Since 1986, the study of disability in Spain has been mainly addressed by National Disability Surveys (NDSs). While international attempts to frame NDS designs within the International Classification of Functioning, Disability and Health (ICF) have progressed, in general, the ICF has hardly been used in either the NDS or epidemiological studies. This study sought to identify ICF Activity- and Participation-related content in the most recent Spanish NDS, the 2008 Survey on Disabilities, Independence and Dependency Situations (Encuesta sobre discapacidades, autonomía personal y situaciones de Dependencia - EDAD 2008), and estimate the prevalence of such ICF-framed disability. EDAD 2008 methods and questions were perused. Of the 51 EDAD items analysed, 29 were backcoded to specific d2-d7 domains of the ICF Checklist and, by rating the recorded difficulty to perform specific tasks with or without help, these were then taken as performance and capacity respectively. A global ICF score was also derived, albeit lacking data for d1, "Learning and applying knowledge", d8, "Major Life Areas" and d9, "Community, Social and Civic Life". Data were grouped by sex, age, residence and initial positive screening, and prevalence figures were calculated by disability level both for the general population, using the originally designed weights, and for the population that had screened positive to disability. Data for institutionalised persons were processed separately. Crude prevalence of ICF severe/complete and moderate disability among the community-dwelling population aged ≥6 years was 0.9%-2.2% respectively, and that of severe/complete disability among persons living in sheltered accommodation was 0.3%.Prevalence of severe/complete disability was: higher in women than in men, 0.8% vs. 0.4%; increased with age; and was particularly high in domains such as "Domestic Life", 3.4%, "Mobility", 1.8%, and "Self-care", 1.9%, in which prevalence decreased when measured by reference to

  5. Strongly interacting matter at high densities with a soliton model

    Science.gov (United States)

    Johnson, Charles Webster

    1998-12-01

    One of the major goals of modern nuclear physics is to explore the phase diagram of strongly interacting matter. The study of these 'extreme' conditions is the primary motivation for the construction of the Relativistic Heavy Ion Collider (RHIC) at Brookhaven National Laboratory which will accelerate nuclei to a center of mass (c.m.) energy of about 200 GeV/nucleon. From a theoretical perspective, a test of quantum chromodynamics (QCD) requires the expansion of the conditions examined from one phase point to the entire phase diagram of strongly-interacting matter. In the present work we focus attention on what happens when the density is increased, at low excitation energies. Experimental results from the Brookhaven Alternating Gradient Synchrotron (AGS) indicate that this regime may be tested in the 'full stopping' (maximum energy deposition) scenario achieved at the AGS having a c.m. collision energy of about 2.5 GeV/nucleon for two equal- mass heavy nuclei. Since the solution of QCD on nuclear length-scales is computationally prohibitive even on today's most powerful computers, progress in the theoretical description of high densities has come through the application of models incorporating some of the essential features of the full theory. The simplest such model is the MIT bag model. We use a significantly more sophisticated model, a nonlocal confining soliton model developed in part at Kent. This model has proven its value in the calculation of the properties of individual mesons and nucleons. In the present application, the many-soliton problem is addressed with the same model. We describe nuclear matter as a lattice of solitons and apply the Wigner-Seitz approximation to the lattice. This means that we consider spherical cells with one soliton centered in each, corresponding to the average properties of the lattice. The average density is then varied by changing the size of the Wigner-Seitz cell. To arrive at a solution, we need to solve a coupled set of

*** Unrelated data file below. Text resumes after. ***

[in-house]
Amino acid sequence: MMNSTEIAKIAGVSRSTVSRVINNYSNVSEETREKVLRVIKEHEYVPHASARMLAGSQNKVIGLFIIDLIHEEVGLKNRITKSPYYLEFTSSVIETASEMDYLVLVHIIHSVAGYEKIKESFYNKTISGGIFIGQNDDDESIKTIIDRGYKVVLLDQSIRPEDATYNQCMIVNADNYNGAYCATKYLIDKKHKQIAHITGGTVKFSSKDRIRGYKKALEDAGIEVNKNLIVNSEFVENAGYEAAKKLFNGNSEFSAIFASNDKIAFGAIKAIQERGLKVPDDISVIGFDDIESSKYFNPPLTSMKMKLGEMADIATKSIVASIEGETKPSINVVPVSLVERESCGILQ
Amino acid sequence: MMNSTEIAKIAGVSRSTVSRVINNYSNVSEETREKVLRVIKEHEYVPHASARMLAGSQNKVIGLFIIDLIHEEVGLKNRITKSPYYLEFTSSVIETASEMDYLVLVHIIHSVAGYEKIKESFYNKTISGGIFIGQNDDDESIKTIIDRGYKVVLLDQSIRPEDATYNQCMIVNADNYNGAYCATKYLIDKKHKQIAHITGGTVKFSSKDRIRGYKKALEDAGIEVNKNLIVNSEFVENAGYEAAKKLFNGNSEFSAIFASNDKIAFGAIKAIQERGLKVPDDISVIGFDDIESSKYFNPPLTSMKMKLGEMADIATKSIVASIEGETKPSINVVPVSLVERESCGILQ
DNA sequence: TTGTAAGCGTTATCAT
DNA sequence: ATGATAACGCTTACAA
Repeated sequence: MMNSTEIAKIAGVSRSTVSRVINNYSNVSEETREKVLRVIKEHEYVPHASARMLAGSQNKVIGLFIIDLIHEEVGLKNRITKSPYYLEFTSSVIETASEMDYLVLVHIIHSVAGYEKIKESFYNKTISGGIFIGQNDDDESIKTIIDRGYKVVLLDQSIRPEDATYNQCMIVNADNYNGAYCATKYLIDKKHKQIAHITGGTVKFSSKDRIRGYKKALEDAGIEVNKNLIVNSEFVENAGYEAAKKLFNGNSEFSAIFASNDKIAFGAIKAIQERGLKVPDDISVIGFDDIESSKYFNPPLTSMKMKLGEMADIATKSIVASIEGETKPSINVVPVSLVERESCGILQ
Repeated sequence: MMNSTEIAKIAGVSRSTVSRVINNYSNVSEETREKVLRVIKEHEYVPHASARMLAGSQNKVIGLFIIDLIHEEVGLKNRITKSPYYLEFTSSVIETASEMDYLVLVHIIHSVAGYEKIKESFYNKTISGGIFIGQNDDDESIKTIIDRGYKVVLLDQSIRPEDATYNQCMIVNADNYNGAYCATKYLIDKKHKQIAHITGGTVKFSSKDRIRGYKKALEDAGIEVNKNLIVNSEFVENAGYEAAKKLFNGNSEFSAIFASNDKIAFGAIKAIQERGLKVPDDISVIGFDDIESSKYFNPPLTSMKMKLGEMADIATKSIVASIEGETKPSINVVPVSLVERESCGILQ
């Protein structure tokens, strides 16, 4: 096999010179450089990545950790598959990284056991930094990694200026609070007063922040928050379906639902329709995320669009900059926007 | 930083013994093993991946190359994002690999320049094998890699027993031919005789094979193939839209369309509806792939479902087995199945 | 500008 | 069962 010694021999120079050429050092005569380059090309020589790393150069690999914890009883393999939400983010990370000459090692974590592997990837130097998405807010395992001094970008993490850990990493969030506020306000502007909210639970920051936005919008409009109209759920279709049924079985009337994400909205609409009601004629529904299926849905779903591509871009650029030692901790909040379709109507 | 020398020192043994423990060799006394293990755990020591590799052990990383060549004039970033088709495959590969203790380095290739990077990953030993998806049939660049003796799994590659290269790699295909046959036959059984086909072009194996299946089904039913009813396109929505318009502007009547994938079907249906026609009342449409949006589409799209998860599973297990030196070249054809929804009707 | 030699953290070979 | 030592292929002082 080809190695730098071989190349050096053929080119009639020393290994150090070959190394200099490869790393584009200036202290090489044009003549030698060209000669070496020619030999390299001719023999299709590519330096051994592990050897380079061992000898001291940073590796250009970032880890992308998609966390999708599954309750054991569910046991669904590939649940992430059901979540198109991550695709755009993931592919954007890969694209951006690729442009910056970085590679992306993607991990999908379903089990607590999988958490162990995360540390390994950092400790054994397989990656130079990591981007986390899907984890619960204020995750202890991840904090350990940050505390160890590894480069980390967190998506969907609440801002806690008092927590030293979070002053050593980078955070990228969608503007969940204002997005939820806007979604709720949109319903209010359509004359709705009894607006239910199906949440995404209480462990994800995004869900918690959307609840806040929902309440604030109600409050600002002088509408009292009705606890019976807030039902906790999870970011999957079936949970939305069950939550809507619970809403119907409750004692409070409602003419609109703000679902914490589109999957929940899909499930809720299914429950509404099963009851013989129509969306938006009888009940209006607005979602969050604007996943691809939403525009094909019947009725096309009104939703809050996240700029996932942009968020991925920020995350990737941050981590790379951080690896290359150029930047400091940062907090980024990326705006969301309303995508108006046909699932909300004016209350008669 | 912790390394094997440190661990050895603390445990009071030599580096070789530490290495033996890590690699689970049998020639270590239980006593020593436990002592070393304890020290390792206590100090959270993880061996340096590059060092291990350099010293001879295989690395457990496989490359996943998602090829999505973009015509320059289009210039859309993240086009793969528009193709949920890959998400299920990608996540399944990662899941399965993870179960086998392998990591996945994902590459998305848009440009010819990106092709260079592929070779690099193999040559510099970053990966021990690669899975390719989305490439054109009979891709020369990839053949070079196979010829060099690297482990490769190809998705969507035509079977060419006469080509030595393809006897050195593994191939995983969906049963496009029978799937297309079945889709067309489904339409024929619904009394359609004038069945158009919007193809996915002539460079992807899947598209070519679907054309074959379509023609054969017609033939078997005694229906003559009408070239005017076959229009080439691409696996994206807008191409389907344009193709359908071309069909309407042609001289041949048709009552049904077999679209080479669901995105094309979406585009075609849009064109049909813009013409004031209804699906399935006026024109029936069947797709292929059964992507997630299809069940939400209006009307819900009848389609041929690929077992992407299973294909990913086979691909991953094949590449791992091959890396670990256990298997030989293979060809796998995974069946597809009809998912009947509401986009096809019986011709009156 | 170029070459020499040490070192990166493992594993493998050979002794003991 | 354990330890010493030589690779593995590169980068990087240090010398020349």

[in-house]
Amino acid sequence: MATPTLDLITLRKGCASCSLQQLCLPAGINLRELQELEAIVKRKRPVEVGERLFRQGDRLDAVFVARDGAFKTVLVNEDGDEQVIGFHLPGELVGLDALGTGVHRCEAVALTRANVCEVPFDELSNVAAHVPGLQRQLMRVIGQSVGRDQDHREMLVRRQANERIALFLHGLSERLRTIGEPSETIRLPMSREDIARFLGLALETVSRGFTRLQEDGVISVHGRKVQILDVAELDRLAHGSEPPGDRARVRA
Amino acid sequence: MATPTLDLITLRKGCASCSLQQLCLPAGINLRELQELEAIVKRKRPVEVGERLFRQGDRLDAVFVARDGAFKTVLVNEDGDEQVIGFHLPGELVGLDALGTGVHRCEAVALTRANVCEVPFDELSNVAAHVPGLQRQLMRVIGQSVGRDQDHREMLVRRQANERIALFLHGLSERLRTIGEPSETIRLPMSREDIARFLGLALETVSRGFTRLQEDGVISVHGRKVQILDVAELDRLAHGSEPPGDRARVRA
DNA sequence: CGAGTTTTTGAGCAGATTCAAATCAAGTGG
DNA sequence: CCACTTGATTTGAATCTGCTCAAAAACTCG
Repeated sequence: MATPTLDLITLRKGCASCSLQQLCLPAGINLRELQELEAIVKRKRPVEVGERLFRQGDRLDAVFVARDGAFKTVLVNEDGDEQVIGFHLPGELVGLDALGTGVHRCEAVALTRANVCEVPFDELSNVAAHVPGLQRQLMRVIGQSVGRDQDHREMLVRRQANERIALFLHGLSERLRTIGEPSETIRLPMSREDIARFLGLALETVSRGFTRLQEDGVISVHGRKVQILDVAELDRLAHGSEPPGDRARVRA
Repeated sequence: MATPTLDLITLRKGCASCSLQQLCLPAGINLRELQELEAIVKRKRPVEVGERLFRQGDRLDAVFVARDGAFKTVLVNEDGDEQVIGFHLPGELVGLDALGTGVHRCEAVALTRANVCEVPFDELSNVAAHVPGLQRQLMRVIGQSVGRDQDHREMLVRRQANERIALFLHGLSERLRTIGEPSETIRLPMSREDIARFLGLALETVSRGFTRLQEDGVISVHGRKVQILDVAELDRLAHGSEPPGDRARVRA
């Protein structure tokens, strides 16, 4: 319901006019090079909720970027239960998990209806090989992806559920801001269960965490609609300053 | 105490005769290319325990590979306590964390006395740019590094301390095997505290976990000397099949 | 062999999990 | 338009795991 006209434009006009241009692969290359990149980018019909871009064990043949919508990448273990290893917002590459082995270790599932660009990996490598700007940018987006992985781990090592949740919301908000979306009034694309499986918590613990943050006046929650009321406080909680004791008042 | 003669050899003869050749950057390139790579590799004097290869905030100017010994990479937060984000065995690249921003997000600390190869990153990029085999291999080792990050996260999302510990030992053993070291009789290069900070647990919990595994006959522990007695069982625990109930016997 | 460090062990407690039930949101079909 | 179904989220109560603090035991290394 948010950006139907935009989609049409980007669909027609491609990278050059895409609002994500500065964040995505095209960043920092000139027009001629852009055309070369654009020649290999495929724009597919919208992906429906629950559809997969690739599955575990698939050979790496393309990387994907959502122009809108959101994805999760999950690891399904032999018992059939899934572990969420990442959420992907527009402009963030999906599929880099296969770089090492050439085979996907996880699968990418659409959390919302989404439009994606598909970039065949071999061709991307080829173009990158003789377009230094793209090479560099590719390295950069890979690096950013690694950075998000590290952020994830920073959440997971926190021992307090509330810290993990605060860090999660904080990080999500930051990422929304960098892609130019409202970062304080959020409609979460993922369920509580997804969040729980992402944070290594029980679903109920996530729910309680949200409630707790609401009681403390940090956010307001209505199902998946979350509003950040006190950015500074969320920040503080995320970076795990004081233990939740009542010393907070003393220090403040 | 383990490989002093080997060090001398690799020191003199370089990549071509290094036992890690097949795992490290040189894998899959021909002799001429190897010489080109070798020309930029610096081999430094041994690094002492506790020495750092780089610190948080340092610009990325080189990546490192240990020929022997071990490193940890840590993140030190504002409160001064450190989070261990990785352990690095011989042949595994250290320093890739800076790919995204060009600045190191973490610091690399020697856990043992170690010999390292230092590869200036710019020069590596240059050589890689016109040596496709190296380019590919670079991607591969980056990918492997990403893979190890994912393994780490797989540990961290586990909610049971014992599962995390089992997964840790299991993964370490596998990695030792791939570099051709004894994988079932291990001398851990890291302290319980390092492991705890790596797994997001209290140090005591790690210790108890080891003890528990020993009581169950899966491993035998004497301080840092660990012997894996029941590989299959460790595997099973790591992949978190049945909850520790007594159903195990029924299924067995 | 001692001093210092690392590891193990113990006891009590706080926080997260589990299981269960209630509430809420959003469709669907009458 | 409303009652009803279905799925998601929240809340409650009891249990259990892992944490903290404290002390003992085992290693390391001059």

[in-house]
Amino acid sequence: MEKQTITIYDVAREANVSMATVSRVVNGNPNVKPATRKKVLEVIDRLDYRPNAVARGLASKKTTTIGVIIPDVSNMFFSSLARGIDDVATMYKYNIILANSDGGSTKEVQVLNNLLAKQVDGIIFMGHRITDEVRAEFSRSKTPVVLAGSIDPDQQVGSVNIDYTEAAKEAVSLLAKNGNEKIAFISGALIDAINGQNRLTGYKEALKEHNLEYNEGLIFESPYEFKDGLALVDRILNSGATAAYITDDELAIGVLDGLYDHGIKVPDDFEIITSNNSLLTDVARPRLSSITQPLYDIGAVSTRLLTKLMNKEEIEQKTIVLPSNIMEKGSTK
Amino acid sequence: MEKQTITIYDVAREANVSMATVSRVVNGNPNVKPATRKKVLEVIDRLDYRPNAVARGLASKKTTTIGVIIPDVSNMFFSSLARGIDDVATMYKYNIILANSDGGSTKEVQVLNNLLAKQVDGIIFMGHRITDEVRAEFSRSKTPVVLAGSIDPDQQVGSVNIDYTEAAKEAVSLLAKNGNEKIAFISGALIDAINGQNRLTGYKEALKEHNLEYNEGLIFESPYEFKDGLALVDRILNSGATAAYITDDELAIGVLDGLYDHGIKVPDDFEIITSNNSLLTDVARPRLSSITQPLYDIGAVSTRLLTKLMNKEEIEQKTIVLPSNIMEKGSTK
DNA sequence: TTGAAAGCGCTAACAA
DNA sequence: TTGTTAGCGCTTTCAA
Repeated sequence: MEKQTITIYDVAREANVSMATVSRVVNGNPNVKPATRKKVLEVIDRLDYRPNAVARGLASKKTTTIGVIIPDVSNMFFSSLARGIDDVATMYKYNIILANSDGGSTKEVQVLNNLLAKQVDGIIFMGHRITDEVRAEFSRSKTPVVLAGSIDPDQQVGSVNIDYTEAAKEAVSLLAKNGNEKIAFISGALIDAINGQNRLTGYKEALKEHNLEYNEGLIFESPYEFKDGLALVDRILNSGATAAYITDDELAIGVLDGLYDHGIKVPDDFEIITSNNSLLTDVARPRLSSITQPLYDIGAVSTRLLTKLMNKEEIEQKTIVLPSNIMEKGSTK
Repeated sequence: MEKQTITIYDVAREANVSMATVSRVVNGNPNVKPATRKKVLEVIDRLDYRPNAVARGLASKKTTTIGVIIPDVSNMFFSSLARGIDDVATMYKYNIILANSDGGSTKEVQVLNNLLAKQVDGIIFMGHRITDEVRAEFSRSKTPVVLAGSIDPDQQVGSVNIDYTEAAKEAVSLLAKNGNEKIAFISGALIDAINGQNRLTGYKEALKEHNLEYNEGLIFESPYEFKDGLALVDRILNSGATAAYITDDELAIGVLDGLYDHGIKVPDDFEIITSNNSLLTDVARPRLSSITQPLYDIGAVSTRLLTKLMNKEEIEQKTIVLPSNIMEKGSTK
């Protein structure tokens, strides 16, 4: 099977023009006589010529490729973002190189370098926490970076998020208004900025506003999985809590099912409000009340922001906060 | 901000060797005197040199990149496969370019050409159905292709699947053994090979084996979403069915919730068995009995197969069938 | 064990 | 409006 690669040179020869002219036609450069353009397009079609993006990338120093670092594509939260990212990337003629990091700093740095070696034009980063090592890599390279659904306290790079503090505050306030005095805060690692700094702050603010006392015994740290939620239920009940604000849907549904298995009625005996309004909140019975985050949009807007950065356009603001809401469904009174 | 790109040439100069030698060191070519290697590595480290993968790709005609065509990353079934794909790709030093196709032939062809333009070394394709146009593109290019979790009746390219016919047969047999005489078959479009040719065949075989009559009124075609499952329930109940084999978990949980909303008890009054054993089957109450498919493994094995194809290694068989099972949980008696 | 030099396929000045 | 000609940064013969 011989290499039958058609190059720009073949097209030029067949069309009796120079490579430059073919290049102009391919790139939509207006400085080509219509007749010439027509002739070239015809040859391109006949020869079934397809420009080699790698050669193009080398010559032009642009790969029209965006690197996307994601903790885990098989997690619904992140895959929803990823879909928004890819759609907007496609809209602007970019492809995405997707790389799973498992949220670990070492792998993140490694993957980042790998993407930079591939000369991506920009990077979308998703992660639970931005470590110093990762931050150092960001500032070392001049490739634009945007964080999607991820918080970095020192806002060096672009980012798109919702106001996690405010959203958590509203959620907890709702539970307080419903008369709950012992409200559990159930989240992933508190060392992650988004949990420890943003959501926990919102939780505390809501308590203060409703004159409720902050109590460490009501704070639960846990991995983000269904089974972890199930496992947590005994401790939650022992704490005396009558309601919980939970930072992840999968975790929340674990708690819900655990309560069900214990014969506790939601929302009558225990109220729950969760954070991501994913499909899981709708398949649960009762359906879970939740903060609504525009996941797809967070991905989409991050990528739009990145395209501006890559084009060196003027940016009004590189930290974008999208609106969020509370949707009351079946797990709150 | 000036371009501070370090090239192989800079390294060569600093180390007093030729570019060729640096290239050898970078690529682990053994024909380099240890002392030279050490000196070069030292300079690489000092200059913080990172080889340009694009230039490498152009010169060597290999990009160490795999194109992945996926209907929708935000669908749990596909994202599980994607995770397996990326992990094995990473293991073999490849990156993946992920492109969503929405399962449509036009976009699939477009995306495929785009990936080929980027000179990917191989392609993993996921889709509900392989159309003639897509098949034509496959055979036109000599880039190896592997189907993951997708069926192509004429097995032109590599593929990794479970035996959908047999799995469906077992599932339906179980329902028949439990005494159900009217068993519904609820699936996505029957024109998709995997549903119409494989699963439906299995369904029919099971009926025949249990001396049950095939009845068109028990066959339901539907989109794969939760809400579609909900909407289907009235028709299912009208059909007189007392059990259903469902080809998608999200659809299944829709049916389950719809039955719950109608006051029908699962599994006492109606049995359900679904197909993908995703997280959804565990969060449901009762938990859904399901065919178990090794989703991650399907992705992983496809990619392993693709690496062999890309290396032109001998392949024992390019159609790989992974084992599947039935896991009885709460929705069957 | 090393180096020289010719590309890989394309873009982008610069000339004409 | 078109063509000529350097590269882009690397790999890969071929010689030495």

6. A ferroelectric DRAM cell for high-density NVRAM's

    Science.gov (United States)

    Moazzami, Reza; Hu, Chenming; Shepherd, William H.

    1990-10-01

    The operation of a ferroelectric DRAM (dynamic random-access memory) cell for nonvolatile RAM (NVRAM) applications is described. Because polarization reversal only occurs during nonvolatile store/recall operations and not during read/write operations, ferroelectric fatigue is not a serious endurance problem. For a 3-V power supply, the worst-case effective silicon dioxide thickness of the unoptimized lead zirconate titanate film studied is less than 1.7 nm. The resistivity and endurance properties of ferroelectric films can be optimized by modifying the composition of the film. This cell can be the basis of a very-high-density NVRAM with practically no read/write cycle limit and at least 10 to the 10th nonvolatile store/recall cycles.

  7. [Cholesterol in serum high density lipoprotein fraction (author's transl)].

    Science.gov (United States)

    Schatz, C; Jeanblanc, B; Offner, M

    1980-11-22

    The risk of atheroma can be assessed and valid epidemiological surveys can be carried out by measuring cholesterol in serum high density lipoprotein fraction (HDL) and calculating the HDL cholesterol: VLDL + LDL ratio. This was done in 39 patients free from surgically confirmed atheromatous lesions and in 51 patients presenting with such lesions. Of the four different techniques used for separation in these patients (ultracentrifugation, precipitation with heparin-Mn2+, precipitation with phosphotungstate-Mg2+ and electrophoresis), precipitation with phosphotungstate-Mg/2+ seems to be the most suitable, since there is no degradation of the HDL fraction as during electrophoresis on polyacrylamide gel, and less floculation of the supernatant after separation. Contrary to ultracentrifugation, which requires sophisticated equipment and good technical skill, the technique is easily carried out.